Sunburn was almost a rite of passage when I was a kid. Thankfully, as parents, we now know the dangers of sunburn and the long term risk of skin cancer.
Avoiding sunburn in our children is always best, but that doesn’t mean our kids should avoid the sun altogether. Some sun exposure is important. The challenge for us as parents is making sure our kids get just the right amount.
To protect our kids from the sun we should encourage them to be in the shade and wear protective clothing when it’s very hot and sunny, especially in the middle of the day. But the main form of protection is sunscreen. Most kids hate putting on sunscreen, but the hardest part is to know when to reapply. In general, aim to reapply every two hours, especially when the kids have been swimming or sweating a lot, and hassle them to keep their hats on when not in the water. I think we underestimate how much washes off in the water or may be sweated out.
Vitamin D deficiency
If we avoid sun exposure altogether, however, we risk our children developing vitamin D deficiency. Vitamin D is essential for strong and healthy bones and muscles. Calcium is also needed to build strong bones, with at least two to three serves of dairy needed per day. The main source of vitamin D for kids is ultraviolet radiation in sunlight. When skin is exposed to sunlight, it produces vitamin D, and that’s why some sunlight exposure is very important.
Typically, kids at higher risk of vitamin D deficiency include dark skinned children, and children who get less sun exposure because they are veiled or covered for cultural or religious reasons or because they spend too much time indoors. With the advent of computer games and electronic devices, some children may be spending too much time indoors. Children with some specific medical conditions, such as obesity, or kidney, gut or liver problems, and infants who are exclusively breast fed or whose mothers are vitamin D deficient, are also at higher risk of vitamin D deficiency. But we are now also detecting a lack of vitamin D in kids without these risk factors, and this may be due to increased awareness of sun-protection measures and campaigns such as ‘Slip Slop Slap’.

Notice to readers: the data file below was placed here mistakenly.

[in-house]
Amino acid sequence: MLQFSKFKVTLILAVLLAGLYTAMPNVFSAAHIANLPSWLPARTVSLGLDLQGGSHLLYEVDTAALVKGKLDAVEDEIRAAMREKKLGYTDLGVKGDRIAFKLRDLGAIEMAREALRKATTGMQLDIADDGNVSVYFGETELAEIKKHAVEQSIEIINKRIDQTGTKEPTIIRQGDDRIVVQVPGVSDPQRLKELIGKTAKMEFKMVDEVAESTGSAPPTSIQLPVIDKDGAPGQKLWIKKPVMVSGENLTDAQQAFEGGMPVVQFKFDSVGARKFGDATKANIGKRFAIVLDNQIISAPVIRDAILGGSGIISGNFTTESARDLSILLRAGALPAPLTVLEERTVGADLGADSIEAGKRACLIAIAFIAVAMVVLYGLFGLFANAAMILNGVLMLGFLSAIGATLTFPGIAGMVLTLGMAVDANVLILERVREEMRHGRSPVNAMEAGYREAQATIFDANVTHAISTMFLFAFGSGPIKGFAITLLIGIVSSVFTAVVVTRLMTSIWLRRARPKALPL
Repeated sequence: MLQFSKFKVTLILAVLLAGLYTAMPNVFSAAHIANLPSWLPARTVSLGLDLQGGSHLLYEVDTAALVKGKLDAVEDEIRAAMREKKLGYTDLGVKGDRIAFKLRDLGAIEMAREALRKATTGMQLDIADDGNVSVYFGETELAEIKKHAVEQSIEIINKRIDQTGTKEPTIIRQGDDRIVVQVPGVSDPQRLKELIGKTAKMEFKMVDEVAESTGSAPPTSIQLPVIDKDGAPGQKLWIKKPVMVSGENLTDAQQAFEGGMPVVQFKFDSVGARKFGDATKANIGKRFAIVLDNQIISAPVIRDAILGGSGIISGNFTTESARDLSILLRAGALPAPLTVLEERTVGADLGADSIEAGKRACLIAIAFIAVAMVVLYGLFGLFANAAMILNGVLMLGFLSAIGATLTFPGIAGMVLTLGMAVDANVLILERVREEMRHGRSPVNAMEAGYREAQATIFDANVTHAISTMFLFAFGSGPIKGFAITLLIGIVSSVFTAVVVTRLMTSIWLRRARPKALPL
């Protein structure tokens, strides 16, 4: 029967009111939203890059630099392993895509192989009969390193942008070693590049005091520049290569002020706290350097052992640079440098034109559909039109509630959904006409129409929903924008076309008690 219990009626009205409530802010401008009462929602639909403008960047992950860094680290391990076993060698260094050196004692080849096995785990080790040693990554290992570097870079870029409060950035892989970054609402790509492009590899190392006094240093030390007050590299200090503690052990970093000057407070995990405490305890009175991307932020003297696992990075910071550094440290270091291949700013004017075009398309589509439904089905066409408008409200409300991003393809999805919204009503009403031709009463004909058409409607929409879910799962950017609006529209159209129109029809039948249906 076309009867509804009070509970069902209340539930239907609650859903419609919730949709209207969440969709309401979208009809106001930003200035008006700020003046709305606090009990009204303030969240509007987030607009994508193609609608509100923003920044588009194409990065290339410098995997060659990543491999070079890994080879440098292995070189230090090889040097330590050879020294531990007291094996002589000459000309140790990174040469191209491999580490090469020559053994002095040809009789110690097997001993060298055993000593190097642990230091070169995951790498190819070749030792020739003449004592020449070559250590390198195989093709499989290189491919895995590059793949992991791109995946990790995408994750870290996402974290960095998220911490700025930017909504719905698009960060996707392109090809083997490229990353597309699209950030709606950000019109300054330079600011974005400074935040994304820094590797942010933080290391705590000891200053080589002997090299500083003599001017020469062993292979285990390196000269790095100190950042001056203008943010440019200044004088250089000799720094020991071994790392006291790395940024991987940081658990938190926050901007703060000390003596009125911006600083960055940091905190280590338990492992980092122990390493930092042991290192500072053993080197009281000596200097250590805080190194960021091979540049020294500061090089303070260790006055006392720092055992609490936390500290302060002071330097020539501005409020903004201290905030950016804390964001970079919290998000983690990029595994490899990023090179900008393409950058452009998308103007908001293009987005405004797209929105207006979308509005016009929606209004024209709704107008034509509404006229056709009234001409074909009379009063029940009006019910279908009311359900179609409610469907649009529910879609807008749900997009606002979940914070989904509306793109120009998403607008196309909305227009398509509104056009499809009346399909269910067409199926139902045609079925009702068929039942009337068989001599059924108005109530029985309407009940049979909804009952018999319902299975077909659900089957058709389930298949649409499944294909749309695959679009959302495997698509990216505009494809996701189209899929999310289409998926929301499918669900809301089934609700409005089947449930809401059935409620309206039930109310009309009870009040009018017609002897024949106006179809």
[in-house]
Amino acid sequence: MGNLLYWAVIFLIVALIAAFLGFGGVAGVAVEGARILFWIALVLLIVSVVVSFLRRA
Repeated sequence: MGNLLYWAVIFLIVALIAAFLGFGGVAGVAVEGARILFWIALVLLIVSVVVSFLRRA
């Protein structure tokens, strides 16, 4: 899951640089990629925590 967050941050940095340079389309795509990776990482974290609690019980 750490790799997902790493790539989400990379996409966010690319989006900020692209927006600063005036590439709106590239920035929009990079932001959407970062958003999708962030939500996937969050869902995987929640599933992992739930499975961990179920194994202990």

I frequently get asked how much sun exposure kids should get by parents and teachers. In summer, especially when the UV index is high, children should have full sun protection and wear sunglasses but they should be encouraged to play outside when possible. In general, sunscreen use does decease the amount of vitamin D that is made in the skin but normal use should not result in vitamin D deficiency.
In winter, when the UV index is lower, children don’t need sun protection unless they are outside for extended periods or they are near surfaces that reflect light easily such as water or snow. Darker skinned children can usually tolerate short periods of sun exposure without protection in summer, such as 20 minutes of sun exposure without sunscreen or cover at the start and at the end of the day (around 9am and 5pm). In winter, however, this is not necessary, and they may in fact need some vitamin D supplementation. Also ensure your kids are getting enough calcium. They should be eating at least two serves of dairy products per day. Great sources of calcium include milk, cheese and yogurt.
There are times I recommend parents in my clinic get their children tested for vitamin D deficiency. They may have symptoms, such as non-specific bone or muscle pain, slow motor skill development, bowed legs or delayed teeth (no teeth by nine months of age). You may want to consider getting your child tested if they have any of these symptoms and/or if:
- Your child has any of the risk factors mentioned above
- Your baby is exclusively breast fed
- You have vitamin D deficiency yourself.
There are now strict criteria that need to be met to receive money back from Medicare for testing, so please check with your doctor first.
I received plenty of topic suggestions from readers of my first blog, which was great to see. The topic of sleep was mentioned a few times, so my next blog will cover sleep for preschool and school aged children.
Keep the suggestions coming!
Please note: Dr Margie is no longer monitoring this post. If you are concerned about your child, please contact your child nurse or GP for advice.